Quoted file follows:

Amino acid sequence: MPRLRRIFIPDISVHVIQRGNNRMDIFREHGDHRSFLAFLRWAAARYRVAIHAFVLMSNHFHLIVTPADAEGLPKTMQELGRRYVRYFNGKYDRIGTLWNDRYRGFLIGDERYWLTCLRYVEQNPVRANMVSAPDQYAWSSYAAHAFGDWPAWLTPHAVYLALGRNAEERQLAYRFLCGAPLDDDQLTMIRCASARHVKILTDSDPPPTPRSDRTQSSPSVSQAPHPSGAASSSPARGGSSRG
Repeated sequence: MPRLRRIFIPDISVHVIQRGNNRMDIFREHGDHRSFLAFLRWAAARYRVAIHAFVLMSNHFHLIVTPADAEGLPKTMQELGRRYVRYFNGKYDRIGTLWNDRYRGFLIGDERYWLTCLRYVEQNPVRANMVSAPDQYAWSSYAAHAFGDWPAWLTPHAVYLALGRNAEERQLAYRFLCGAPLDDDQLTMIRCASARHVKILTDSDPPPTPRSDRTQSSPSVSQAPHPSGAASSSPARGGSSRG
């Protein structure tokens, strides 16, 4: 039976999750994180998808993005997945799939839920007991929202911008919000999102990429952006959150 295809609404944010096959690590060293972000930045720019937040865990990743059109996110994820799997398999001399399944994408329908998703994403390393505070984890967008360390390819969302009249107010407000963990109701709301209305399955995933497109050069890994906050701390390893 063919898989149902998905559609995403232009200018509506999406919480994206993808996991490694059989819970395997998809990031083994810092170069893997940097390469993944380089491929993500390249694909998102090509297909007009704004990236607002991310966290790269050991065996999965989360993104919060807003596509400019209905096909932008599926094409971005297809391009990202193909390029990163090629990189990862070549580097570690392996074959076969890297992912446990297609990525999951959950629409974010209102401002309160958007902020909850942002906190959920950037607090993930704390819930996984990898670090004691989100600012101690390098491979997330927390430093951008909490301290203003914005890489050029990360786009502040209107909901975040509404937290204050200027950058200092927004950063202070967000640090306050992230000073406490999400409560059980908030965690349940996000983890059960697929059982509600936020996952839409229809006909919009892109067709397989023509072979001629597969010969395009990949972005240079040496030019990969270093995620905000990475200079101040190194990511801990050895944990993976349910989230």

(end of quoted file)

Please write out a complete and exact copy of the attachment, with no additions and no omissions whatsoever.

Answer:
Amino acid sequence: MPRLRRIFIPDISVHVIQRGNNRMDIFREHGDHRSFLAFLRWAAARYRVAIHAFVLMSNHFHLIVTPADAEGLPKTMQELGRRYVRYFNGKYDRIGTLWNDRYRGFLIGDERYWLTCLRYVEQNPVRANMVSAPDQYAWSSYAAHAFGDWPAWLTPHAVYLALGRNAEERQLAYRFLCGAPLDDDQLTMIRCASARHVKILTDSDPPPTPRSDRTQSSPSVSQAPHPSGAASSSPARGGSSRG
Repeated sequence: MPRLRRIFIPDISVHVIQRGNNRMDIFREHGDHRSFLAFLRWAAARYRVAIHAFVLMSNHFHLIVTPADAEGLPKTMQELGRRYVRYFNGKYDRIGTLWNDRYRGFLIGDERYWLTCLRYVEQNPVRANMVSAPDQYAWSSYAAHAFGDWPAWLTPHAVYLALGRNAEERQLAYRFLCGAPLDDDQLTMIRCASARHVKILTDSDPPPTPRSDRTQSSPSVSQAPHPSGAASSSPARGGSSRG
């Protein structure tokens, strides 16, 4: 039976999750994180998808993005997945799939839920007991929202911008919000999102990429952006959150 295809609404944010096959690590060293972000930045720019937040865990990743059109996110994820799997398999001399399944994408329908998703994403390393505070984890967008360390390819969302009249107010407000963990109701709301209305399955995933497109050069890994906050701390390893 063919898989149902998905559609995403232009200018509506999406919480994206993808996991490694059989819970395997998809990031083994810092170069893997940097390469993944380089491929993500390249694909998102090509297909007009704004990236607002991310966290790269050991065996999965989360993104919060807003596509400019209905096909932008599926094409971005297809391009990202193909390029990163090629990189990862070549580097570690392996074959076969890297992912446990297609990525999951959950629409974010209102401002309160958007902020909850942002906190959920950037607090993930704390819930996984990898670090004691989100600012101690390098491979997330927390430093951008909490301290203003914005890489050029990360786009502040209107909901975040509404937290204050200027950058200092927004950063202070967000640090306050992230000073406490999400409560059980908030965690349940996000983890059960697929059982509600936020996952839409229809006909919009892109067709397989023509072979001629597969010969395009990949972005240079040496030019990969270093995620905000990475200079101040190194990511801990050895944990993976349910989230």